“Parable of the Sower,” by Octavia Butler. Adapted by Damian Duffy and John Jennings. Abrams Comics Arts, January 2020. 266 pp. Paperback, $24.99. Recommended for ages 15 and up.
Thanks to Fables Books, 215 South Main Street in downtown Goshen, Indiana, for providing Commons Comics with books to review.
COVID-19 UPDATE: Fables is back open! Please enter through the back and follow store guidelines. High risk customers can still make browsing appointments before or after hours, and all customers can continue to order online at fablesbooks.com, over the phone 574-534-1984, or via email firstname.lastname@example.org.
In the intricately imagined worlds of the late science fiction writer Octavia Butler, apocalypse is nothing new, whether triggered by aliens, viruses, or disintegrating social and political structures. Butler isn’t for everyone. She was the first science fiction writer to win a MacArthur “genius” grant, yet some have found her work too stylistically direct, too political, or both. As the years have passed since the publication of her 1993 novel “Parable of the Sower,” however, she’s looking more and more like a prophet.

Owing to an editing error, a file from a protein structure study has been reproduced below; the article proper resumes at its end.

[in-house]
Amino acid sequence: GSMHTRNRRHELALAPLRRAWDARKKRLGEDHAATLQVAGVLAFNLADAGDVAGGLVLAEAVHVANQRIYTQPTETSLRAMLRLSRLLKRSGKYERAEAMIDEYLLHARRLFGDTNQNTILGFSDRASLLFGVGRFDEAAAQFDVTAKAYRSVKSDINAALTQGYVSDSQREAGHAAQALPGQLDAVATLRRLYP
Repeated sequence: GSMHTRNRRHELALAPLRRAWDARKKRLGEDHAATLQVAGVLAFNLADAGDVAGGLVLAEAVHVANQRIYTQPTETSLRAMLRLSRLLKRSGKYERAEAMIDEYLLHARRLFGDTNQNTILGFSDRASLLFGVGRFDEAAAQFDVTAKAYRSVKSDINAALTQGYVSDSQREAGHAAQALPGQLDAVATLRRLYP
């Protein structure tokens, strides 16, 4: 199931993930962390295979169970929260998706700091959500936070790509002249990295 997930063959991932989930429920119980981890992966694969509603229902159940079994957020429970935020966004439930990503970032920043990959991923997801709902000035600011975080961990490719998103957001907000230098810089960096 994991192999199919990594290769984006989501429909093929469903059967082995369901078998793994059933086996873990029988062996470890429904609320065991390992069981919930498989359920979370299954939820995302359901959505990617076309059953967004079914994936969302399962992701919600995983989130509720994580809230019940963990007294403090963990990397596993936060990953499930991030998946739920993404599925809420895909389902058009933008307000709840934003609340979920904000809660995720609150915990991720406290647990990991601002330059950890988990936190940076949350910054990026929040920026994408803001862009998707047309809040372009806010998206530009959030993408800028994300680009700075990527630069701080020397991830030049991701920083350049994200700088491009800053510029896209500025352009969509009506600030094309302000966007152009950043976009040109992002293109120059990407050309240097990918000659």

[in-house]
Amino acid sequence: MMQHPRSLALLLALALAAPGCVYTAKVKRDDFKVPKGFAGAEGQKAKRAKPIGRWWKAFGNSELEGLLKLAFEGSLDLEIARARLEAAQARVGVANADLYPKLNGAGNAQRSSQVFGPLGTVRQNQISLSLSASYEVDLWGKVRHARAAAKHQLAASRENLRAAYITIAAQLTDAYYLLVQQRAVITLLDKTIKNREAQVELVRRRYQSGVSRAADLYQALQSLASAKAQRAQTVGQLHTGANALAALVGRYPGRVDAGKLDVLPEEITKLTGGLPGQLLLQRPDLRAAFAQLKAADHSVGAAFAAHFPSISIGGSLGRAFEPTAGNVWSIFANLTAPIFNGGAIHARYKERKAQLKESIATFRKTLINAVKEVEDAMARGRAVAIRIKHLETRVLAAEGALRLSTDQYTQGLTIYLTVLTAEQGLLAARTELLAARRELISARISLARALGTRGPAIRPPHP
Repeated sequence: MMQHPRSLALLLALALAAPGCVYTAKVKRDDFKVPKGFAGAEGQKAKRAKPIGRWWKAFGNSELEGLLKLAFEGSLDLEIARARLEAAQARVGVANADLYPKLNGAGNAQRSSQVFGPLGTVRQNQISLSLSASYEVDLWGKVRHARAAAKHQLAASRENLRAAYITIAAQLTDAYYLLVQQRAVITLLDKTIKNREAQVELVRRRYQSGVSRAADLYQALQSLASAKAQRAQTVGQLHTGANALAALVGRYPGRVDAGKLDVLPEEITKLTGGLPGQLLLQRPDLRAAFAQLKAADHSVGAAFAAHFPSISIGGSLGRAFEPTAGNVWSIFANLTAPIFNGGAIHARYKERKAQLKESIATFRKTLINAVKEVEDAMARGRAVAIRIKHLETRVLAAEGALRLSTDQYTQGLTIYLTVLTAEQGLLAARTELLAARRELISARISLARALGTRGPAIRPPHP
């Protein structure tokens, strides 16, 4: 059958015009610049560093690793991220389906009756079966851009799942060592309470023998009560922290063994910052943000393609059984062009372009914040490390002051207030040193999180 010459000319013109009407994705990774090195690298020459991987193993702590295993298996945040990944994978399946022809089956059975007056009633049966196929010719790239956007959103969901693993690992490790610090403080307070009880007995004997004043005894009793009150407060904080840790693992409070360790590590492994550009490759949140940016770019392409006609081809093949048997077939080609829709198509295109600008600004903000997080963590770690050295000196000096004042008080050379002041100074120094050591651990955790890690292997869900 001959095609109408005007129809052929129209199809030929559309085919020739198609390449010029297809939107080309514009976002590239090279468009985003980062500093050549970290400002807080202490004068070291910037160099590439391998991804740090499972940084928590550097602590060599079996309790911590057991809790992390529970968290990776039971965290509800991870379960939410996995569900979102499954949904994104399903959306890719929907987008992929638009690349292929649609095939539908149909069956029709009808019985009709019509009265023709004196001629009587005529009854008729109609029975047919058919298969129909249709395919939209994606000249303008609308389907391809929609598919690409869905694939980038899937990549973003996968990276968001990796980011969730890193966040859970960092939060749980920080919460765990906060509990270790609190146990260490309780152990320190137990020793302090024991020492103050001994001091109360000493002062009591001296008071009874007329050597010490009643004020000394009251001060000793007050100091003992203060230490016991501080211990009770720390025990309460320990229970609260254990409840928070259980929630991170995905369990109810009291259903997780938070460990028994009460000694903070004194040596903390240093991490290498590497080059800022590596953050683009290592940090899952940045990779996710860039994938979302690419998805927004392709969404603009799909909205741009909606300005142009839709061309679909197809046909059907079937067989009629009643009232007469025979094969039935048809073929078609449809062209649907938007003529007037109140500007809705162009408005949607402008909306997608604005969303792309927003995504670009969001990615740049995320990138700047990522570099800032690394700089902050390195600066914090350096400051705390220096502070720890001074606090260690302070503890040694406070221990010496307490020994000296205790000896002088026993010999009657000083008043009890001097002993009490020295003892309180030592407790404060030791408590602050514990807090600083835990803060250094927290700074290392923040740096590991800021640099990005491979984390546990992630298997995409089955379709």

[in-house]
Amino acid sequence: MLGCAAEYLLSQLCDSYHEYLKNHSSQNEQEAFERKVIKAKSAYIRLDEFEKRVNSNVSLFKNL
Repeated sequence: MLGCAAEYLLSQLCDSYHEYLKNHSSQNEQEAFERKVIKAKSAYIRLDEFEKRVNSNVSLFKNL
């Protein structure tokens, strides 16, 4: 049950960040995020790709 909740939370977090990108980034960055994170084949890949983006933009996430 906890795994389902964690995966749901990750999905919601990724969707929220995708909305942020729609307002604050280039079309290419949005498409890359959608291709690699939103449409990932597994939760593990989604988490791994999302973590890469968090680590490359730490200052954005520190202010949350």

Yet Butler, who died in 2006, refused that role. In a 1998 address at MIT, she called “Parable of the Talents,” the sequel to “Sower,” “a cautionary tale, although people have told me it was prophecy. All I have to say to that is: I certainly hope not.”
Lauren Olamina, the teen protagonist of “Parable of the Sower,” is a reluctant prophet herself. The story is told from Olamina’s journals, part of which sound like any literary-minded teen’s journal might in the face of apocalypse—Anne Frank’s diary comes to mind—but part of which also records a new gospel Olamina has named “Earthseed,” which she feels driven to set to paper as the world around her becomes increasingly violent, desperate, and unpredictable.